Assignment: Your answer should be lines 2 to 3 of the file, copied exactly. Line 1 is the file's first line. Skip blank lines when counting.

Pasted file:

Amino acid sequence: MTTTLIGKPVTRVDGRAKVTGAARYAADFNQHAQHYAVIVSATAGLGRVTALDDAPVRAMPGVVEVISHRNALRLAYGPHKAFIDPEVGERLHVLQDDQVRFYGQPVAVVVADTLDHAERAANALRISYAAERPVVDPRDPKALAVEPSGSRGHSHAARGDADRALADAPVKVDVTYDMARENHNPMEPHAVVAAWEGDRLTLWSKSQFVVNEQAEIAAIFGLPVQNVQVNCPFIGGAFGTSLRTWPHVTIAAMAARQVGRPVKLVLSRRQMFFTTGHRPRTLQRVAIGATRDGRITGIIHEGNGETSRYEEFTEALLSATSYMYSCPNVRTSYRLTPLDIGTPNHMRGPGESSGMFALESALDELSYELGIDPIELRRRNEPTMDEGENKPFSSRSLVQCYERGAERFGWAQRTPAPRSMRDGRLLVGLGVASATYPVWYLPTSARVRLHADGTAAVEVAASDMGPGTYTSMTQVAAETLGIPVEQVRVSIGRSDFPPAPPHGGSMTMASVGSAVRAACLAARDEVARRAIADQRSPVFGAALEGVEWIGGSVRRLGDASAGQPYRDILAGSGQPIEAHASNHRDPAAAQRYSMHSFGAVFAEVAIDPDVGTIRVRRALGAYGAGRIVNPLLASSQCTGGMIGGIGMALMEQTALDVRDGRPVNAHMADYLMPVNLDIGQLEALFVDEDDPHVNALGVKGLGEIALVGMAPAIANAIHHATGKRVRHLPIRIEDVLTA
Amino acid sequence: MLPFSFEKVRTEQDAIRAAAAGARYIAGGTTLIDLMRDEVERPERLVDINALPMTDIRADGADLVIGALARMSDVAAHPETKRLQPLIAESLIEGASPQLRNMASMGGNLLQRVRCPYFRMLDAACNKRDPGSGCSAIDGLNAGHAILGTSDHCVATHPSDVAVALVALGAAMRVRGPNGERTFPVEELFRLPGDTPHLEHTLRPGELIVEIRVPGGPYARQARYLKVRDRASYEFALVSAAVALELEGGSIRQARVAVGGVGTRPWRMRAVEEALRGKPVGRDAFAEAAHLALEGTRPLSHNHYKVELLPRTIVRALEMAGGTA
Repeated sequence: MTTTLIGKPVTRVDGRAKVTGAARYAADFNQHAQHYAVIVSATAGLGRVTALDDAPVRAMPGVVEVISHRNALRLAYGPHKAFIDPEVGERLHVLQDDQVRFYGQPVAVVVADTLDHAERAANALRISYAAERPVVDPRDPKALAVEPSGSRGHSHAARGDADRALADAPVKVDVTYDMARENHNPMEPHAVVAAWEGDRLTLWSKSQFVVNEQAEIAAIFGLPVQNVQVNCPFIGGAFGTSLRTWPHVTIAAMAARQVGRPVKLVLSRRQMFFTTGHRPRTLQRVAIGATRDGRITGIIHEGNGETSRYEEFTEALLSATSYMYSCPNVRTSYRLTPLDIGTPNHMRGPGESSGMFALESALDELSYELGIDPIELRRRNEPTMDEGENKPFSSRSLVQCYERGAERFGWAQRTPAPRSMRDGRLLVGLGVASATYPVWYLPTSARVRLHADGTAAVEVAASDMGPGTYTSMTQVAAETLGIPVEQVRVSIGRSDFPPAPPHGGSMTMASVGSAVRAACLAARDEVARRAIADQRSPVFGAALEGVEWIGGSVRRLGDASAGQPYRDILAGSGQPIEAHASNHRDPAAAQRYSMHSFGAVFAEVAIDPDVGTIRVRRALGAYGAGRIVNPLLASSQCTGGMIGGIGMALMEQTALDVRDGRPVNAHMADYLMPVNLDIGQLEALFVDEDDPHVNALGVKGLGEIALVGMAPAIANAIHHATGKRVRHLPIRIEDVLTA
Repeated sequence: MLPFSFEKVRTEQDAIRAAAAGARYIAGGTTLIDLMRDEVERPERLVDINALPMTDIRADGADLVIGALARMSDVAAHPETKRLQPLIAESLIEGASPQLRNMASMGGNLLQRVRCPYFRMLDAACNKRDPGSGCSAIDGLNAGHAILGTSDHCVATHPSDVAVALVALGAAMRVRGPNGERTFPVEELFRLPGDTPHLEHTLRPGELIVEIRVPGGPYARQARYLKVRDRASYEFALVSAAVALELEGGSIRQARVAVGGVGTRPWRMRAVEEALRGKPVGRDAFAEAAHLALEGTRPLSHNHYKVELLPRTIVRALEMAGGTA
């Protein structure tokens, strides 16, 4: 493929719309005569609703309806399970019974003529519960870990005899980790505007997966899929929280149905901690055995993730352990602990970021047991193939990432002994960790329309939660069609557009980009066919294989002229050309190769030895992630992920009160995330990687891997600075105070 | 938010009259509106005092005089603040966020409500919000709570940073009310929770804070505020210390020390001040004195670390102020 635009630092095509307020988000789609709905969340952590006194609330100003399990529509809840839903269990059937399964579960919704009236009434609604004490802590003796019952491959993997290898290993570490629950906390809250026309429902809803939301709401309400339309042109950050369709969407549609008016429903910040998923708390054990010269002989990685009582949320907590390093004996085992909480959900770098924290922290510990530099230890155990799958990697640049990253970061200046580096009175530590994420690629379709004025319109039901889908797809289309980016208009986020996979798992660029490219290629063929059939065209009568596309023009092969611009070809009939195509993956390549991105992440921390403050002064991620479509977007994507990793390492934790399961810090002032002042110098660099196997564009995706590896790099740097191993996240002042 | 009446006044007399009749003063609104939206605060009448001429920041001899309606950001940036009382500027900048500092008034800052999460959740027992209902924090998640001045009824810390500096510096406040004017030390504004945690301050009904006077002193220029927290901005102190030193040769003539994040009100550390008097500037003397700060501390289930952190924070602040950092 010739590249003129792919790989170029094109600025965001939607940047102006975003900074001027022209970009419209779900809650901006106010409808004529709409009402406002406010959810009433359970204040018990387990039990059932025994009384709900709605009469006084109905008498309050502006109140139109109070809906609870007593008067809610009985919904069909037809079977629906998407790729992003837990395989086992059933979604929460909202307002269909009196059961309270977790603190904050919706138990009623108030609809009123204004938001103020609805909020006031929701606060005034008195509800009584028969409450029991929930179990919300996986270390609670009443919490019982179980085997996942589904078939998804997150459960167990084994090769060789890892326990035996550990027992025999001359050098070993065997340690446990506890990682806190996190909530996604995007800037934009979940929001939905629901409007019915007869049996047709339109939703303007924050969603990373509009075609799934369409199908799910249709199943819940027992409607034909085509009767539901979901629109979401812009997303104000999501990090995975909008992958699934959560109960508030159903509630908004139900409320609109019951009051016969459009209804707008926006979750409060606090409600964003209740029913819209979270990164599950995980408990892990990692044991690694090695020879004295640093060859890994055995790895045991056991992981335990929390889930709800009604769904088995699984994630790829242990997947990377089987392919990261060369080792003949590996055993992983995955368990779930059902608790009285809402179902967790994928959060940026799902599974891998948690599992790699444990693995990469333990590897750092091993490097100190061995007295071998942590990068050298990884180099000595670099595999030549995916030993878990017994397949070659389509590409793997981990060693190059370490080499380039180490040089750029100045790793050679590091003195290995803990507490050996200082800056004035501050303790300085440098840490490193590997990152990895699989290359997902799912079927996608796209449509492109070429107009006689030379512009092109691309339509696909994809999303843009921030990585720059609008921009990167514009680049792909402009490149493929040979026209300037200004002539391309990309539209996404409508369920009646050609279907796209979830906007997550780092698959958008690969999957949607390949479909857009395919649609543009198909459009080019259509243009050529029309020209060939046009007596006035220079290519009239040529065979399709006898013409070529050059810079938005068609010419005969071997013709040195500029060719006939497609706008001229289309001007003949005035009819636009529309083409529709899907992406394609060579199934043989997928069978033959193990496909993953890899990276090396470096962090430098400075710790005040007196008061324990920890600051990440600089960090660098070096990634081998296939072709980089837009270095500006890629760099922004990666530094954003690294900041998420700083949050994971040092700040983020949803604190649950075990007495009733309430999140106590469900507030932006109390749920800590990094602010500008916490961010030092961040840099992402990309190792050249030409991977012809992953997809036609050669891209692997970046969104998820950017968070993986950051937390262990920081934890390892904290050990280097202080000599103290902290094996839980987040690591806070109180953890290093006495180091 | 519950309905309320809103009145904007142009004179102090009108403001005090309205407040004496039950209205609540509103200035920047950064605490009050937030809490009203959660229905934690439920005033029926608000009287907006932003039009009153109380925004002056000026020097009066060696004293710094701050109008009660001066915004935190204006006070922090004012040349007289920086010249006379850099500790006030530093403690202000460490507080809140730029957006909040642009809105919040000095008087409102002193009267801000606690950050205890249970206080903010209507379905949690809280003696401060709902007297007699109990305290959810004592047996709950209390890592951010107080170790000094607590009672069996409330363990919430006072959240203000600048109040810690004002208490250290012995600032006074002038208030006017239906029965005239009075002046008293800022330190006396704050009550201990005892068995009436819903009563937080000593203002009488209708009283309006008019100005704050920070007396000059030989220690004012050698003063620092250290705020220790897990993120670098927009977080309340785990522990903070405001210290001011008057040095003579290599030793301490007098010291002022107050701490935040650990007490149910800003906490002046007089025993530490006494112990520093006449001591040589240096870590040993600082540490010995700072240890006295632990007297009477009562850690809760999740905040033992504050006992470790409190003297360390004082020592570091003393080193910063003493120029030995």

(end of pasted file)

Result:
Amino acid sequence: MLPFSFEKVRTEQDAIRAAAAGARYIAGGTTLIDLMRDEVERPERLVDINALPMTDIRADGADLVIGALARMSDVAAHPETKRLQPLIAESLIEGASPQLRNMASMGGNLLQRVRCPYFRMLDAACNKRDPGSGCSAIDGLNAGHAILGTSDHCVATHPSDVAVALVALGAAMRVRGPNGERTFPVEELFRLPGDTPHLEHTLRPGELIVEIRVPGGPYARQARYLKVRDRASYEFALVSAAVALELEGGSIRQARVAVGGVGTRPWRMRAVEEALRGKPVGRDAFAEAAHLALEGTRPLSHNHYKVELLPRTIVRALEMAGGTA
Repeated sequence: MTTTLIGKPVTRVDGRAKVTGAARYAADFNQHAQHYAVIVSATAGLGRVTALDDAPVRAMPGVVEVISHRNALRLAYGPHKAFIDPEVGERLHVLQDDQVRFYGQPVAVVVADTLDHAERAANALRISYAAERPVVDPRDPKALAVEPSGSRGHSHAARGDADRALADAPVKVDVTYDMARENHNPMEPHAVVAAWEGDRLTLWSKSQFVVNEQAEIAAIFGLPVQNVQVNCPFIGGAFGTSLRTWPHVTIAAMAARQVGRPVKLVLSRRQMFFTTGHRPRTLQRVAIGATRDGRITGIIHEGNGETSRYEEFTEALLSATSYMYSCPNVRTSYRLTPLDIGTPNHMRGPGESSGMFALESALDELSYELGIDPIELRRRNEPTMDEGENKPFSSRSLVQCYERGAERFGWAQRTPAPRSMRDGRLLVGLGVASATYPVWYLPTSARVRLHADGTAAVEVAASDMGPGTYTSMTQVAAETLGIPVEQVRVSIGRSDFPPAPPHGGSMTMASVGSAVRAACLAARDEVARRAIADQRSPVFGAALEGVEWIGGSVRRLGDASAGQPYRDILAGSGQPIEAHASNHRDPAAAQRYSMHSFGAVFAEVAIDPDVGTIRVRRALGAYGAGRIVNPLLASSQCTGGMIGGIGMALMEQTALDVRDGRPVNAHMADYLMPVNLDIGQLEALFVDEDDPHVNALGVKGLGEIALVGMAPAIANAIHHATGKRVRHLPIRIEDVLTA